I mean, he even takes a picture of Kenny and Casey kissing. Coming back to Rose, the pinnacle of the male lens is displayed in times of desperate measure for the Millers.

Kissing scene

Yes, she makes one final return to her prior occupation, exposing her body to the pleasure of male eyes. The scene itself, at times, attempts to even make it seem glamorous, with assistance of the sunlight, a shower, and sparks. You can nearly sense the intention of a male gaze as David looks directly into the camera and shrugs, raising his eyebrows, almost as if the mere exposure of Rose is not only invaluable to him, but acceptable as long as they are safe, not to mention the fact that it may be visually pleasurable to him, as well as Kenny, as he adjusts his pants in what looks to be a nearly unbreakable captivation.

Does the film do anything to show this to us as viewers, to show that Rose is more than a stripping teaseful distraction in order for everyone to be safe, to escape?

Not really. Aside from these moments that either objectify women or reinforce male dominance and influence, David tends to make comments that either result in women being furtherly objectified or that would be seen as disrespectful towards women in any usual circumstance throughout the entirety of the film.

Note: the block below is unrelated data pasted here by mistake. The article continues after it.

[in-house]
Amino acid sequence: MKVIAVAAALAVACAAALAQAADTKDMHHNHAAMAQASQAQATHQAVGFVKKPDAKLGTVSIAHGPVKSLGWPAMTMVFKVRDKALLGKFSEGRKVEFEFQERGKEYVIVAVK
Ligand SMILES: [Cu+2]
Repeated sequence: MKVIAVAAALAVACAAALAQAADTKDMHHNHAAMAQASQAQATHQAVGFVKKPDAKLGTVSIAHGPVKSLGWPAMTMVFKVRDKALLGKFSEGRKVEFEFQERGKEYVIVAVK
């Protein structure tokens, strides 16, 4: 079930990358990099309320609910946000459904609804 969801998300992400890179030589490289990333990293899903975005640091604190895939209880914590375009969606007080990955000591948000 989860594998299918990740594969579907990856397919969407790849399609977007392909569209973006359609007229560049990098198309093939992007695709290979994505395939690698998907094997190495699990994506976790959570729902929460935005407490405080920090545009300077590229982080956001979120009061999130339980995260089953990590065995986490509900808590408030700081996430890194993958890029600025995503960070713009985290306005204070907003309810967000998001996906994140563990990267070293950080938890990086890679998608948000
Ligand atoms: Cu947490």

But the film creates something different for us. The movie normalizes these jokes and it allows and guides us to accept them through our laughter, no matter how wrong, crooked, and disrespectful that they may be.

Due to that normalization, a male perspective is built up further, as males are practically given a more dominant role, due to the subjugation of women. It is not necessarily generated through the viewer, but rather through the way the viewer is led to see and interpret the film. In the end, David does, in fact, grow to care and respect these people, but that may be laid out to us to keep viewers on his side, to let him off and reside with him, as we begin to realize his selfishness.

We easily forgive him.

The somewhat crooked way of seeing the ending of this film, as the four of them move into a home together, under a witness protection program, is that David ends up actually changing the lives of those who came with him maybe even for the better. All the visual matters and jokes that support male empowerment and female objectification, are really somewhat trivial, they only support the true major source that is the problem with the whole male lens in its own right.

The biggest problem is that the male lens of these films makes the objectification and subjugation of these women appear normal, it makes it appear okay and acceptable. The views of women exposing themselves normalizes that scene to us as the viewers, we come to see it, maybe even expect it. I have written this essay in the style of Chuck Klosterman.

Media and Cultural Studies: Keyworks. Oxford: Blackwell, Thurber, Rawson Marshall, director. Warner Bros, An earlier draft of this essay was read by Cory Lund.